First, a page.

Soon, in our days     Amen.

Now in the presence of loved ones and friends, before us the symbols of festive rejoicing, we gather for our sacred celebration. With our elders and young ones, linking and bonding the past with the future, we heed once again the divine call to service. Living our story that is told for all peoples, whose shining conclusion is yet to unfold, we gather to observe Passover.

You shall keep the Feast of Unleavened Bread, for on this very day I brought you out of Egypt. You shall observe this day throughout the generations as a practice for all times.

We assemble in fulfillment of the mitzvah.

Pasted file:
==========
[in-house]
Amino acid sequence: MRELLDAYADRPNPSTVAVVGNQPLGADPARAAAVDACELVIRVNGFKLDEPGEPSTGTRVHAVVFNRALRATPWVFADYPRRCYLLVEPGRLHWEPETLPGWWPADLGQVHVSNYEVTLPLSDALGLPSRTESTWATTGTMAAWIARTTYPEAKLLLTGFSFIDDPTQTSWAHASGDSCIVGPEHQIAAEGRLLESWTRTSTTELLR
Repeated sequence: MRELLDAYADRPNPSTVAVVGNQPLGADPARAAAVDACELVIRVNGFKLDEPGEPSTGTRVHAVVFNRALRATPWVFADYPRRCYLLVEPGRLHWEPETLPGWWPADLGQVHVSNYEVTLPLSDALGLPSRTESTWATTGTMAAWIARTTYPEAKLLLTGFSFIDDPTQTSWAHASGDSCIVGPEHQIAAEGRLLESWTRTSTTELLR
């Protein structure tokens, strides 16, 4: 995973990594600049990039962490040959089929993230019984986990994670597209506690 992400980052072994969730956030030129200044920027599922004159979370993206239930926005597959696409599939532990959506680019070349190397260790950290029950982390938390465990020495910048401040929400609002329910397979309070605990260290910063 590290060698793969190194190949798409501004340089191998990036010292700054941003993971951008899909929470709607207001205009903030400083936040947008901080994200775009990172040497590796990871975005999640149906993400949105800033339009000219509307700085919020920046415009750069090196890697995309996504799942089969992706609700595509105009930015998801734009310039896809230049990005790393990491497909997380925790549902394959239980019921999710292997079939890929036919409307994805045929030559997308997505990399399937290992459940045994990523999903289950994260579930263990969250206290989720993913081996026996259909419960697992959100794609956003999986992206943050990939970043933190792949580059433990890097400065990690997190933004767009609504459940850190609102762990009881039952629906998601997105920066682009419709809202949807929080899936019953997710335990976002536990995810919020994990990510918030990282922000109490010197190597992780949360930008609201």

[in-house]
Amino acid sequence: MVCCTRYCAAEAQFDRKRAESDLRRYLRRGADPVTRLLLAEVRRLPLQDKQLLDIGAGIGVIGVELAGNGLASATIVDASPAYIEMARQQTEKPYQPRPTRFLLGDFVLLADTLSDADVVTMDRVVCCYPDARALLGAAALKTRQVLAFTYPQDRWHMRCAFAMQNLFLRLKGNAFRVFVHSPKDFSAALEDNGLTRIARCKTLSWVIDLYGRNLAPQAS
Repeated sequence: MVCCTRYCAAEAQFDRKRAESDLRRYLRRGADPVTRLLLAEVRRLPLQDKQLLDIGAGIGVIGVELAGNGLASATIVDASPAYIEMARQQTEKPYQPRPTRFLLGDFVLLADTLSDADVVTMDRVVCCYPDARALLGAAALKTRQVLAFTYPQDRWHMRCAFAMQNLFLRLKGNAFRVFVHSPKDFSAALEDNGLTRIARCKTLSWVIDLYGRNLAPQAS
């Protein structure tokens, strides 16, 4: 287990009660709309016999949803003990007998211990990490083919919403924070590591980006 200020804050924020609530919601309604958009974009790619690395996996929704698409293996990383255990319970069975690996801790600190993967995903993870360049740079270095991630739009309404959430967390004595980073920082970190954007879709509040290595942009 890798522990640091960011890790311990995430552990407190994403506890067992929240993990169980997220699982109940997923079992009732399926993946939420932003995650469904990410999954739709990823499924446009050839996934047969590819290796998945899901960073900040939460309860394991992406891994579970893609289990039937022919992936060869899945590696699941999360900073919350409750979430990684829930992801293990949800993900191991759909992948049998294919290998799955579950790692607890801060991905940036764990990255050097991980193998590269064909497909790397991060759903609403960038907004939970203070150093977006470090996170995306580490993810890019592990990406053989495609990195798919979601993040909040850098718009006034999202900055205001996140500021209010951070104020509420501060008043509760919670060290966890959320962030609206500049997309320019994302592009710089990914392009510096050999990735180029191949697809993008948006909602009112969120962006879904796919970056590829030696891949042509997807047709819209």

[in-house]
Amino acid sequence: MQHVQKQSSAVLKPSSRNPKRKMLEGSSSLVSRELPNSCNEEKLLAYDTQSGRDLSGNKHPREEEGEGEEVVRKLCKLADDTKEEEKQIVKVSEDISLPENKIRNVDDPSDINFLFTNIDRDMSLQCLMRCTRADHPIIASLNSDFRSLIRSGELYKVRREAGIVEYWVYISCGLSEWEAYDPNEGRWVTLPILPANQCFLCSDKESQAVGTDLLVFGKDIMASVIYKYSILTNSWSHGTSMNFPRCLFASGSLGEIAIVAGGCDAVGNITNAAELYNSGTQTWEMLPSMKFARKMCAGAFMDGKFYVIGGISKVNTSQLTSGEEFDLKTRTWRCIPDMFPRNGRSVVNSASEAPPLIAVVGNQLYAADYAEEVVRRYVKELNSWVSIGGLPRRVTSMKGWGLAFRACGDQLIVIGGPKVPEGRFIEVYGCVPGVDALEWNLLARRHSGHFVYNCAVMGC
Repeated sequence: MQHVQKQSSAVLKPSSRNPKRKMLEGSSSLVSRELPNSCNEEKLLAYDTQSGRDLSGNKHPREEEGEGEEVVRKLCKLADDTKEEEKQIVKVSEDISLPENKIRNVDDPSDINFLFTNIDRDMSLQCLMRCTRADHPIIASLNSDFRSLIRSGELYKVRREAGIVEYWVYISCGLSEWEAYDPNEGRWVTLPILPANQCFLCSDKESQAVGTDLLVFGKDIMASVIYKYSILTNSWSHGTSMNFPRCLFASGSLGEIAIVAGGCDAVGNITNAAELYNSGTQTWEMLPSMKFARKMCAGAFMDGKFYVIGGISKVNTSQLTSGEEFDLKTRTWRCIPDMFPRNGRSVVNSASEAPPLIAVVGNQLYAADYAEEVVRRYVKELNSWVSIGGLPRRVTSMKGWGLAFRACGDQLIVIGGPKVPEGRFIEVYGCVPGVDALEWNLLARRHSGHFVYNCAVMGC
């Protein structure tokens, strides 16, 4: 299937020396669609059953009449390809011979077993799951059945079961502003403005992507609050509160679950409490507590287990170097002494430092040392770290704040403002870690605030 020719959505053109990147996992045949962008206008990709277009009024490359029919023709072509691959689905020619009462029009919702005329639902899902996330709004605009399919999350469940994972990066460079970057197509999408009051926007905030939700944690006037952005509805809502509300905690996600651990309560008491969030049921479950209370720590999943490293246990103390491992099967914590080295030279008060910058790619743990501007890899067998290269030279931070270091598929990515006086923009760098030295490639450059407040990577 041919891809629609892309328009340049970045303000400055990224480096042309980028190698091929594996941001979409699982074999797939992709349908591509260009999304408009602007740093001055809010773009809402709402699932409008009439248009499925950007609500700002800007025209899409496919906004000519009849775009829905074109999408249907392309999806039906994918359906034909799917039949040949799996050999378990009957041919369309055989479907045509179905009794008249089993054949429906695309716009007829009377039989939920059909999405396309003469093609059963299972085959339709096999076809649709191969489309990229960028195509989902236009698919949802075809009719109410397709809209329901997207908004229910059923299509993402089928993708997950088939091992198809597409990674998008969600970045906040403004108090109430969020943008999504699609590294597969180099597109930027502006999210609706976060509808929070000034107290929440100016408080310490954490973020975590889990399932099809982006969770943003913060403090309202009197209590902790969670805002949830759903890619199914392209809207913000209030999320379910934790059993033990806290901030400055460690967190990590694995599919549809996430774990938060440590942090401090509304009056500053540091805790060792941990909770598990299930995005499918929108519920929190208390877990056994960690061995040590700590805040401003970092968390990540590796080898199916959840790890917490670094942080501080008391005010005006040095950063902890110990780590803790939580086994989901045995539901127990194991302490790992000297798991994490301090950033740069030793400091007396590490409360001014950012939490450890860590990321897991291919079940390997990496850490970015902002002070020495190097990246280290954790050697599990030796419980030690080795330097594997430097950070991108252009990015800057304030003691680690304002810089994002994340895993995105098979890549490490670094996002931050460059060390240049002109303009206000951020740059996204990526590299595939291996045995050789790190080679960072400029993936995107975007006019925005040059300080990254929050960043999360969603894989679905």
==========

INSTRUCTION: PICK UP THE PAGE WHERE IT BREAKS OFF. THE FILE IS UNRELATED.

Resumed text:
Remember the day on which you went forth from Egypt, from the house of slavery, and how G-d freed you with a mighty hand.

Kadesh
Source : Rabbi Alex Israel for http://elmad.pardes.org/2016/04/the-pardes-companion-to-the-haggadah/
The seder opens with kiddush (the sanctification over wine). This is certainly unremarkable after all, kiddush is the opening act of every shabbat and holiday meal. But kiddush – a ritual .sanctification of time – has an intimate and unique connection to Pesach’s central theme: freedom. How so?

As Israel was about to be released from slavery, God instituted a new calendar: “This month shall (mark for you the beginning of months; the first of the months of the year for you.” (Exodus 12:2) Why is this the first mitzva (commandment) communicated to a free nation?